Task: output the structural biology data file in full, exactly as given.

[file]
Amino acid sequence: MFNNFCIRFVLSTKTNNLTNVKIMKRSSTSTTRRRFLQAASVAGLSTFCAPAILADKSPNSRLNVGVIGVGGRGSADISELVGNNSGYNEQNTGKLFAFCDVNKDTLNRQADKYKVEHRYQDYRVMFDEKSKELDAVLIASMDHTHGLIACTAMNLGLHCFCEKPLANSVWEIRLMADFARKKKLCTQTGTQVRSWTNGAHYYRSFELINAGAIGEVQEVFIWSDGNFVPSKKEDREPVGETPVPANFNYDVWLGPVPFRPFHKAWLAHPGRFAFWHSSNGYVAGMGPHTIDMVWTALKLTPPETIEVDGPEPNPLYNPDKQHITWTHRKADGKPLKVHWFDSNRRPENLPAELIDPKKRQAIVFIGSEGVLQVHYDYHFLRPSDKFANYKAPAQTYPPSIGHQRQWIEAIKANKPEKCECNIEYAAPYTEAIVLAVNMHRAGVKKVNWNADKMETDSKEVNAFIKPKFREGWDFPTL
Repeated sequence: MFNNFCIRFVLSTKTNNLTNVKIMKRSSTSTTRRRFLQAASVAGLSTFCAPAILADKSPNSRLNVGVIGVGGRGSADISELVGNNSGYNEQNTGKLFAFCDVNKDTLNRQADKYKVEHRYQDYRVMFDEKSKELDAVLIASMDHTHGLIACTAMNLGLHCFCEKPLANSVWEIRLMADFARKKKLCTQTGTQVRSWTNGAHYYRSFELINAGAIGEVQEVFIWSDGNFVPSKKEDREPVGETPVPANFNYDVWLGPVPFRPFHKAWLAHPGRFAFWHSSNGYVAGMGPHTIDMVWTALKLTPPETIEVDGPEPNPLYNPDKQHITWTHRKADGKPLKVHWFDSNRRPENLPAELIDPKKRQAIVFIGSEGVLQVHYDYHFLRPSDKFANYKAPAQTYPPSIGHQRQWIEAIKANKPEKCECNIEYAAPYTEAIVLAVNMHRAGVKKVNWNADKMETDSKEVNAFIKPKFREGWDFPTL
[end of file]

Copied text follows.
Amino acid sequence: MFNNFCIRFVLSTKTNNLTNVKIMKRSSTSTTRRRFLQAASVAGLSTFCAPAILADKSPNSRLNVGVIGVGGRGSADISELVGNNSGYNEQNTGKLFAFCDVNKDTLNRQADKYKVEHRYQDYRVMFDEKSKELDAVLIASMDHTHGLIACTAMNLGLHCFCEKPLANSVWEIRLMADFARKKKLCTQTGTQVRSWTNGAHYYRSFELINAGAIGEVQEVFIWSDGNFVPSKKEDREPVGETPVPANFNYDVWLGPVPFRPFHKAWLAHPGRFAFWHSSNGYVAGMGPHTIDMVWTALKLTPPETIEVDGPEPNPLYNPDKQHITWTHRKADGKPLKVHWFDSNRRPENLPAELIDPKKRQAIVFIGSEGVLQVHYDYHFLRPSDKFANYKAPAQTYPPSIGHQRQWIEAIKANKPEKCECNIEYAAPYTEAIVLAVNMHRAGVKKVNWNADKMETDSKEVNAFIKPKFREGWDFPTL
Repeated sequence: MFNNFCIRFVLSTKTNNLTNVKIMKRSSTSTTRRRFLQAASVAGLSTFCAPAILADKSPNSRLNVGVIGVGGRGSADISELVGNNSGYNEQNTGKLFAFCDVNKDTLNRQADKYKVEHRYQDYRVMFDEKSKELDAVLIASMDHTHGLIACTAMNLGLHCFCEKPLANSVWEIRLMADFARKKKLCTQTGTQVRSWTNGAHYYRSFELINAGAIGEVQEVFIWSDGNFVPSKKEDREPVGETPVPANFNYDVWLGPVPFRPFHKAWLAHPGRFAFWHSSNGYVAGMGPHTIDMVWTALKLTPPETIEVDGPEPNPLYNPDKQHITWTHRKADGKPLKVHWFDSNRRPENLPAELIDPKKRQAIVFIGSEGVLQVHYDYHFLRPSDKFANYKAPAQTYPPSIGHQRQWIEAIKANKPEKCECNIEYAAPYTEAIVLAVNMHRAGVKKVNWNADKMETDSKEVNAFIKPKFREGWDFPTL